Rochester council asked to confirm sales tax support
A legislative request to hold a local vote for the extension of Rochester's half-cent sales tax was approved last year, but a new vote will include the city's newest council member.
ROCHESTER — A request to seek legislative approval for extending Rochester’s half-cent sales tax could get another vote Monday.
Rochester City Council Shaun Palmer sought a second vote on the request during the council’s Jan. 9 meeting in an effort to confirm the council’s support for extending the sales tax and the projects the extension will support.
“We have a new City Council member, so we basically have a new City Council,” he said. “I just want to verify we are in favor of the sales tax and the projects.”
The tax request was unanimously approved in December, before council member Norman Wahl replaced Nick Campion.
The request calls for extending the existing tax to provide $65 million for a regional sports and recreation complex, $50 million for street reconstruction projects, $50 million for an economic vitality fund and $40 million for flood control and water quality projects.
If approved by state lawmakers, the sales tax extension would head to a local ballot in the 2024 city general election, under current state regulations.
The current sales tax, which generates approximately $12 million a year, is expected to expire next year, after anticipated revenue approved in 2013 is collected.
The tax was initially put into place in 1983 and has remained in place with several renewals.
The city’s latest sales-tax request varies from the 2022 request, which sought $50 million to be dedicated to development of affordable housing.
Legislators changed the focus to economic development, which could include housing, during the review process, and added a requirement to create a $10 million regional fund, which would be available to all cities in the Rochester metropolitan area.
The change, which would include potential benefit for communities in Olmsted, Dodge, Fillmore and Wabasha counties, would have used a portion of the planned $50 million economic development fund or allowed the council to add $10 million to the $205 million request when it went to voters.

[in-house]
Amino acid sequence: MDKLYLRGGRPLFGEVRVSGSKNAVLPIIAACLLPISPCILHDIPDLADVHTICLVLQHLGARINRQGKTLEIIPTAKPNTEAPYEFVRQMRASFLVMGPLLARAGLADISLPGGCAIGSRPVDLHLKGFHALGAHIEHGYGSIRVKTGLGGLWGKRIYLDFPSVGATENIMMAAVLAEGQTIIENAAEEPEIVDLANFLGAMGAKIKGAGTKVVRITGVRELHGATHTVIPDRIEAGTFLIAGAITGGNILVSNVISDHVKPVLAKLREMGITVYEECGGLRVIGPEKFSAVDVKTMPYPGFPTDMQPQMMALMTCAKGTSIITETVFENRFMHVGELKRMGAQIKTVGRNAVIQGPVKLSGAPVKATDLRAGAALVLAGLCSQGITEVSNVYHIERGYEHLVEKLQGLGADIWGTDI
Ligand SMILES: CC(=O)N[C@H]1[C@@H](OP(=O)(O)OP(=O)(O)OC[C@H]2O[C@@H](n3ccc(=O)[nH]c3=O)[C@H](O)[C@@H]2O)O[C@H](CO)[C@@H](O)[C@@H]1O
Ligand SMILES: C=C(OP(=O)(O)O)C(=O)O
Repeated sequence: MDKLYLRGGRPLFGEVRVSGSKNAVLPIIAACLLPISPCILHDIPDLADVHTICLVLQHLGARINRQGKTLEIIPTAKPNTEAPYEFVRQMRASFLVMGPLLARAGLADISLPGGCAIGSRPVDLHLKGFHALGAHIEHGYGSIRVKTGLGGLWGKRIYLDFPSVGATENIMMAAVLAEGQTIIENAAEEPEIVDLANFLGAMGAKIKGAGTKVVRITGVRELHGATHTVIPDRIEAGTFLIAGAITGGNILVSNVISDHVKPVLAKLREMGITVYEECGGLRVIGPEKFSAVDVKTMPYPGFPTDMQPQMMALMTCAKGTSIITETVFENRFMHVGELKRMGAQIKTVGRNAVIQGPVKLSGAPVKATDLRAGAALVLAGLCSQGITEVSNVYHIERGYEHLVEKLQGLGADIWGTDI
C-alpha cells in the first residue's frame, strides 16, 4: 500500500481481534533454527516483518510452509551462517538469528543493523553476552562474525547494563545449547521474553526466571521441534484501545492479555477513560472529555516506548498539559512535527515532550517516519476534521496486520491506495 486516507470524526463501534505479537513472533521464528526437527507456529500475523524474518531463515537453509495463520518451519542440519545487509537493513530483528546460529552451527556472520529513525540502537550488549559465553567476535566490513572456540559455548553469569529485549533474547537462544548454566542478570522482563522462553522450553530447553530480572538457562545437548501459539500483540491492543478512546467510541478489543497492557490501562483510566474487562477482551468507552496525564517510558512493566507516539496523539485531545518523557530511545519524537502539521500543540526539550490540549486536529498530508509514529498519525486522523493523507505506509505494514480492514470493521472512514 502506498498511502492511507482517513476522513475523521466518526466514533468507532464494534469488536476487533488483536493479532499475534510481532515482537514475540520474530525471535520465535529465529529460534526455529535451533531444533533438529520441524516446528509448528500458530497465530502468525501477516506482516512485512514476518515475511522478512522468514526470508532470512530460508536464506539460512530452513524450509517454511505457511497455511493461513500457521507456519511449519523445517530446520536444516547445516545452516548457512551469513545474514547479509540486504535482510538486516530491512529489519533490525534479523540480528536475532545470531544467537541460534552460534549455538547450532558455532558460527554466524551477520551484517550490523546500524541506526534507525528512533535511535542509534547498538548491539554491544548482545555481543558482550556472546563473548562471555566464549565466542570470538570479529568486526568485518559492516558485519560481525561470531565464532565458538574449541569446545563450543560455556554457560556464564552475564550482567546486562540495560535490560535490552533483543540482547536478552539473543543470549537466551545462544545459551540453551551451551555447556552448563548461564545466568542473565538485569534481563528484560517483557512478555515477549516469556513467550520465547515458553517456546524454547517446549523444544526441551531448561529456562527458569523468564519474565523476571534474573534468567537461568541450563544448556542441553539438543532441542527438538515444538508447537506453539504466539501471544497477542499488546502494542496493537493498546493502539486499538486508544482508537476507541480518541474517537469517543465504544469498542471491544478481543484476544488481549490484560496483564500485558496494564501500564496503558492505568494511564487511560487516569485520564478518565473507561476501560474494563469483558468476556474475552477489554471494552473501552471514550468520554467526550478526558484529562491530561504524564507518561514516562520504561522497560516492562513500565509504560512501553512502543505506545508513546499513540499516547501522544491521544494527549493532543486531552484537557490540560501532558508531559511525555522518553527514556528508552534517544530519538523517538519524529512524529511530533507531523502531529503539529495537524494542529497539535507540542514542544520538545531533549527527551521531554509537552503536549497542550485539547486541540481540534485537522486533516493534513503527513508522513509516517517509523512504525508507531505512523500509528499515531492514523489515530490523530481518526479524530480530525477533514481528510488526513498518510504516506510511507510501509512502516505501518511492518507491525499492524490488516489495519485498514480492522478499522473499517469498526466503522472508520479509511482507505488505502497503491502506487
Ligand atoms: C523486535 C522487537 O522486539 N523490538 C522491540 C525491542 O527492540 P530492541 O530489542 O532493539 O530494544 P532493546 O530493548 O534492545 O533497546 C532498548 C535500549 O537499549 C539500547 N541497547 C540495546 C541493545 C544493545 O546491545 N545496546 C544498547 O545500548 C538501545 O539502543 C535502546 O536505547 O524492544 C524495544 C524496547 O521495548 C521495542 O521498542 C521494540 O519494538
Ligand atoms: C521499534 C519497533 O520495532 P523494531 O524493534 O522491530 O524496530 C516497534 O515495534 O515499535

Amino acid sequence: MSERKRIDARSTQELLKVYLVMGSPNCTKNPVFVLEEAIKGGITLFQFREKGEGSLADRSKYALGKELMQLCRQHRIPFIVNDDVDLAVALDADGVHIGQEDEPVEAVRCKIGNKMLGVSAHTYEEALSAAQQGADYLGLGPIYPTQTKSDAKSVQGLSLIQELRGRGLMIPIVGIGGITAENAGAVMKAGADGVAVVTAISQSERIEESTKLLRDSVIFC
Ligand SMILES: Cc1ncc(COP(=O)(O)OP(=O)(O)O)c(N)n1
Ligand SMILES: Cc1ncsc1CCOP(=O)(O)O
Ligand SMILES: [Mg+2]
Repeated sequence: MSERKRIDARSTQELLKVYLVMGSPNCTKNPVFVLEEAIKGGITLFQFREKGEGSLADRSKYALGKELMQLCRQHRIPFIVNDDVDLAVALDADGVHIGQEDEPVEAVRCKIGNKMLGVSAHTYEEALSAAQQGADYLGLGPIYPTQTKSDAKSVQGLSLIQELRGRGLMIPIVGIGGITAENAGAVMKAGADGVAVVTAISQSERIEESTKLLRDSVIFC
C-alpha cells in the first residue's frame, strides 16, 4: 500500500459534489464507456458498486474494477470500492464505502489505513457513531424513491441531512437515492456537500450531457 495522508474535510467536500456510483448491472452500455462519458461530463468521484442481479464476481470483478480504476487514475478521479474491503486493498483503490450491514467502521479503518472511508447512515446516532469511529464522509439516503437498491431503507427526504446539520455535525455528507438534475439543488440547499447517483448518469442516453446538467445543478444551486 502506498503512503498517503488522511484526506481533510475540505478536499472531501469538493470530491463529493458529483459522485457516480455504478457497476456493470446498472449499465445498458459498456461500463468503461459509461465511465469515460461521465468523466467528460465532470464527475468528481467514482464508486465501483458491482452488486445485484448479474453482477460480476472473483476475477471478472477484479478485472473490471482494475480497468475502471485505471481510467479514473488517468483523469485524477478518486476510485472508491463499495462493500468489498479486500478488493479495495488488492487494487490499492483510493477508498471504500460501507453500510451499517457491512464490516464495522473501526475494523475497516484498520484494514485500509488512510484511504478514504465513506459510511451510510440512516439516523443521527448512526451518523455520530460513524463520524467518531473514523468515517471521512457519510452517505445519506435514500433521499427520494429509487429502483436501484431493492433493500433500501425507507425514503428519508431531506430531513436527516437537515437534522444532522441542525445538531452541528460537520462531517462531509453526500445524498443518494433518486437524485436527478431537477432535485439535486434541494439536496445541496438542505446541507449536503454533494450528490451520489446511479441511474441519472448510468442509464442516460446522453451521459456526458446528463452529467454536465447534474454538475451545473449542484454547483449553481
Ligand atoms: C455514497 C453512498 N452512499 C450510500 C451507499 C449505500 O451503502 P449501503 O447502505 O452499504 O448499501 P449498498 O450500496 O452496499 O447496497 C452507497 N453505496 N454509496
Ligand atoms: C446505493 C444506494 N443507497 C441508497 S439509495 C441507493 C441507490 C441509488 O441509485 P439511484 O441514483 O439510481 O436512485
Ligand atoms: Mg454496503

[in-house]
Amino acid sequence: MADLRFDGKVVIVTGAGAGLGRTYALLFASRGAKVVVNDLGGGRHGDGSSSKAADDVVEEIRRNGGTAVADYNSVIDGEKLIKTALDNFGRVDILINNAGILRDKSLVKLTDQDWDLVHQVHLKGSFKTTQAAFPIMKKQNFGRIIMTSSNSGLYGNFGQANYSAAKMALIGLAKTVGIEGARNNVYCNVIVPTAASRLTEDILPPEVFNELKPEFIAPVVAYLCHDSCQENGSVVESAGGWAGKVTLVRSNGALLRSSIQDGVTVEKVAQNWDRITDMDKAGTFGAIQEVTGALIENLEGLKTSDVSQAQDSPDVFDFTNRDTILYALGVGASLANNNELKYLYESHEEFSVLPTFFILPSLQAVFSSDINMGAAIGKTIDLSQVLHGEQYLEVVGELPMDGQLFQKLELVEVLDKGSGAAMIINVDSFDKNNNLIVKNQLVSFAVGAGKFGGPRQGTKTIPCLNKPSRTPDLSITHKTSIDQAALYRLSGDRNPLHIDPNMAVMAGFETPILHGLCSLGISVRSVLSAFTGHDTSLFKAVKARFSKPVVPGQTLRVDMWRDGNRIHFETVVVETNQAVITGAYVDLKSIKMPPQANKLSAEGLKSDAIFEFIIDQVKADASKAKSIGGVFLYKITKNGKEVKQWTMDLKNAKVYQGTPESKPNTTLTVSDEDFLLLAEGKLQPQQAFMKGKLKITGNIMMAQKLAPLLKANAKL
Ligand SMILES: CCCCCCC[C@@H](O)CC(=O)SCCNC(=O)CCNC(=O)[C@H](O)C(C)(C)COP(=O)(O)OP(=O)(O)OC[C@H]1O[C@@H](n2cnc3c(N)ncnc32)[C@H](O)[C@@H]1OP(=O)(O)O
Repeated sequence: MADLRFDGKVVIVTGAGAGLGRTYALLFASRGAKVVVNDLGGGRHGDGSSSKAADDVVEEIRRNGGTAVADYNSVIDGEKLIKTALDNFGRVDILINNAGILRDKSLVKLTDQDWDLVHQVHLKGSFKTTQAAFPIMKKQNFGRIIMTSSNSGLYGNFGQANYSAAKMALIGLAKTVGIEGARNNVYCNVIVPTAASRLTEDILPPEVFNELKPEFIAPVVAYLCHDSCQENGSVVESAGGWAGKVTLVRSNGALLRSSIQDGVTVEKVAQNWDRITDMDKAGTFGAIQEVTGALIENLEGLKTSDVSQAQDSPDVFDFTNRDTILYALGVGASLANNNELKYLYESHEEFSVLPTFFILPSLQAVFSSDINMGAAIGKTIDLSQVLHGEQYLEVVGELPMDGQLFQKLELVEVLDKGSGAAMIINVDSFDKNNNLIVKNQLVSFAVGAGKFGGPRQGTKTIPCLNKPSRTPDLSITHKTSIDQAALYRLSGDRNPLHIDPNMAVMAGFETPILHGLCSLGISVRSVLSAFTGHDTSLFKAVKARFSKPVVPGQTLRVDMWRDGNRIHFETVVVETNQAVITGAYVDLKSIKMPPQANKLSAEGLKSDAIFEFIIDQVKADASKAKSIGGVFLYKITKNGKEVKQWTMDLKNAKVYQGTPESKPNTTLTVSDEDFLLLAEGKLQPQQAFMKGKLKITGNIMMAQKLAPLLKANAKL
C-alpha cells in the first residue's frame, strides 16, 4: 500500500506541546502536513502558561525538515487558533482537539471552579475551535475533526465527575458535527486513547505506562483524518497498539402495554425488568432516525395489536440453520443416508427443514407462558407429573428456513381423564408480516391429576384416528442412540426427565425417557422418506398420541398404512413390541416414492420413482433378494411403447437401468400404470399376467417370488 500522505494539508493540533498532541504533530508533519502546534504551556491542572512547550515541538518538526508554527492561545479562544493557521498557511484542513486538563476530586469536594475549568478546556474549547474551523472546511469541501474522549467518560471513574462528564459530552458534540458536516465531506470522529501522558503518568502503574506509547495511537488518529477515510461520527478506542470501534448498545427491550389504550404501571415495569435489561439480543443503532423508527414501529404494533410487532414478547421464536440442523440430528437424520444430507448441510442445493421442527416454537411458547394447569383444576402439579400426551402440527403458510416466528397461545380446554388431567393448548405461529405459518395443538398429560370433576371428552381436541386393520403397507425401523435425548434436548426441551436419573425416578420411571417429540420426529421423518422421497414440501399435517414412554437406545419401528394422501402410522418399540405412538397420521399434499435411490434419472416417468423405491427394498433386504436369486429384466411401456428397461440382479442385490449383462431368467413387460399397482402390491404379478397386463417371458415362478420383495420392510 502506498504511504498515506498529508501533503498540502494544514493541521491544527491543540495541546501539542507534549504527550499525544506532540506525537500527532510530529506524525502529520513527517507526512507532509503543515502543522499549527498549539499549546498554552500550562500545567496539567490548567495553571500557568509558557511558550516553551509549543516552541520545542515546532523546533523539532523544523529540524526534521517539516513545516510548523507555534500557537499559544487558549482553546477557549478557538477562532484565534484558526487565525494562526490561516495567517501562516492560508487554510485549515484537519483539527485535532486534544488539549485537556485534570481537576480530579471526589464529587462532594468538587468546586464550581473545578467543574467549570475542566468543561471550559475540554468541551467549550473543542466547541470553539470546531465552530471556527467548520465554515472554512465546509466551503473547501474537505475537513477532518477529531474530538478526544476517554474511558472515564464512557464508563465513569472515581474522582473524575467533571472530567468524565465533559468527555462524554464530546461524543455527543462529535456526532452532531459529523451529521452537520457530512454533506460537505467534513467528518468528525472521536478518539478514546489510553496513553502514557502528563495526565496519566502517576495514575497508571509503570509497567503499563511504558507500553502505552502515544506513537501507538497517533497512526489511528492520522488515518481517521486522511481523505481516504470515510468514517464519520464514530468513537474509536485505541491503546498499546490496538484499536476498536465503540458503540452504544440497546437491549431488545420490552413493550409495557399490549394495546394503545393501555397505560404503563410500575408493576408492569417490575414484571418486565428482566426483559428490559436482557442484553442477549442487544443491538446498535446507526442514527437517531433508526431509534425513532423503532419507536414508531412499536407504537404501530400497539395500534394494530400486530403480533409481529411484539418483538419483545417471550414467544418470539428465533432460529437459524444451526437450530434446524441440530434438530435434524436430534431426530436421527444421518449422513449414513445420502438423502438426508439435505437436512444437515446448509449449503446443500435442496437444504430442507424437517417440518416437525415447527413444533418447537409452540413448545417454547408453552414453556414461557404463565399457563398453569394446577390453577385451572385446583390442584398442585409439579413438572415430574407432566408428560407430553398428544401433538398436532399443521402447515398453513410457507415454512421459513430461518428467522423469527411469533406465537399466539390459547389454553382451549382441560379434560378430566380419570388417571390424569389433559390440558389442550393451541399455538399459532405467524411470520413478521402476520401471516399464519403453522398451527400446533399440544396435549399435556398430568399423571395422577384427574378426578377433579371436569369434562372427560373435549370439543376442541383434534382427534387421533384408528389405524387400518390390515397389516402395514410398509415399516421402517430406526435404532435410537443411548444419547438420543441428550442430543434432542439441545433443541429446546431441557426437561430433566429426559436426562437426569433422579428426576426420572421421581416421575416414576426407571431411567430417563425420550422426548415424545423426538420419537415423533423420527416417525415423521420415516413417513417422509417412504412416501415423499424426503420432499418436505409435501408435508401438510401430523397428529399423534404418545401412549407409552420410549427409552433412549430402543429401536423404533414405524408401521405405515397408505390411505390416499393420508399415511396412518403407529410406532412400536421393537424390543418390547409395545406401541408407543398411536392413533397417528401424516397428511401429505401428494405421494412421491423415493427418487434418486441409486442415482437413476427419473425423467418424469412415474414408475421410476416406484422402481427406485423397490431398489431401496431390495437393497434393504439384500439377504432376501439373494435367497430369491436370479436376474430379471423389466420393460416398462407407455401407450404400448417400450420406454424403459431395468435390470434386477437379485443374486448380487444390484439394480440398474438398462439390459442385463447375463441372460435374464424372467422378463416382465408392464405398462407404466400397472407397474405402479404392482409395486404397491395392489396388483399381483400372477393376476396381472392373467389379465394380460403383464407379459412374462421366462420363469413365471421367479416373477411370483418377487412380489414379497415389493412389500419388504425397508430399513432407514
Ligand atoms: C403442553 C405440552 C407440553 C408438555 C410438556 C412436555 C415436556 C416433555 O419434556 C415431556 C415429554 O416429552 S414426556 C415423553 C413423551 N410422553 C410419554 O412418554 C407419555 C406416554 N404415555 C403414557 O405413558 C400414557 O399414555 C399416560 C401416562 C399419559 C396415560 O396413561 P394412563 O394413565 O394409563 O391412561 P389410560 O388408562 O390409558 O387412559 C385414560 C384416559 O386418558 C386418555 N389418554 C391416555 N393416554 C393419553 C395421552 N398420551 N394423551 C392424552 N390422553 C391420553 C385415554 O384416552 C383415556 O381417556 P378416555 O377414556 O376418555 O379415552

Palmer asked that council members also provide assurance that the proposed change would be acceptable.
Rochester Mayor Kim Norton, a former state legislator, urged caution in specifically addressing the past legislation, which never received a final vote in the Minnesota House and Senate.
“The current Legislature is somewhat different and will potentially have very different views on what should be in that legislation,” she said.
She said the city was neutral on potential changes last year and suggested the council keep similar doors open.
“There are some partisan and political issues at play regarding how that last bit went in,” she said of the call to share tax revenues with surrounding communities.
A city staff report sent to the council ahead of Monday’s meeting points out that Sen. Ann Rest, DFL-New Hope, who is leading the Senate Taxes Committee this year, has said the committee will not be starting with the legislation negotiated last year, when Sen. Carla Nelson, R-Rochester, was chairwoman of the committee.
Nelson said Friday that starting over doesn't mean the work done in 2022 will be discarded.
"The good work was done can carry over," she said of the negotiations that got the 2022 tax bill close to a final vote before the Legislature adjourned.
City Administrator Alison Zelms pointed out that other changes are likely to be considered during the current legislative session, so city staff is working to ensure the best outcome.
“We are monitoring that all the time,” she said.
Palmer said his hope is that a vote to support the tax extension is unanimous and sends a clear message to state lawmakers.
“I want this to be agreeable to everyone,” he said.
The potential vote will be part of the council’s 7 p.m. meeting Monday in council chambers of the city-county Government Center, 151 Fourth St. SE.
Meetings scheduled to be held during the week of Jan. 23 include:
- City Council study session, 3:30 p.m. Monday In council chambers of the city-county Government Center, 151 Fourth St. SE. The meeting will livestream at www.rochestermn.gov/meetings/council-meetings and be available on Spectrum cable channel 180 or 188 and Metronet channel 80.
- City Council, 7 p.m. Monday in council chambers of the Government Center. The meeting will livestream at www.rochestermn.gov/meetings/council-meetings and be available on Spectrum cable channel 180 or 188 and Metronet channel 80. The meeting will include the council convening as the city’s economic development authority.
- Public Utility Board, 4 p.m. Tuesday in the Rochester Public Utilities community room, 4000 East River Road NE.
- Heritage Preservation Commission, 6 p.m. Tuesday in council chambers of the Government Center, 151 Fourth St. SE.
- Planning and Zoning Commission, 6 p.m. Wednesday in council chambers of the Government Center.
- Rochester-Olmsted Council of Governments, noon Wednesday in conference room A at 2122 Campus Drive SE in Rochester.
Rochester Public Schools
- School Board study session, 5 p.m. Tuesday in the boardroom of the Edison Building, 615 Seventh St. SW.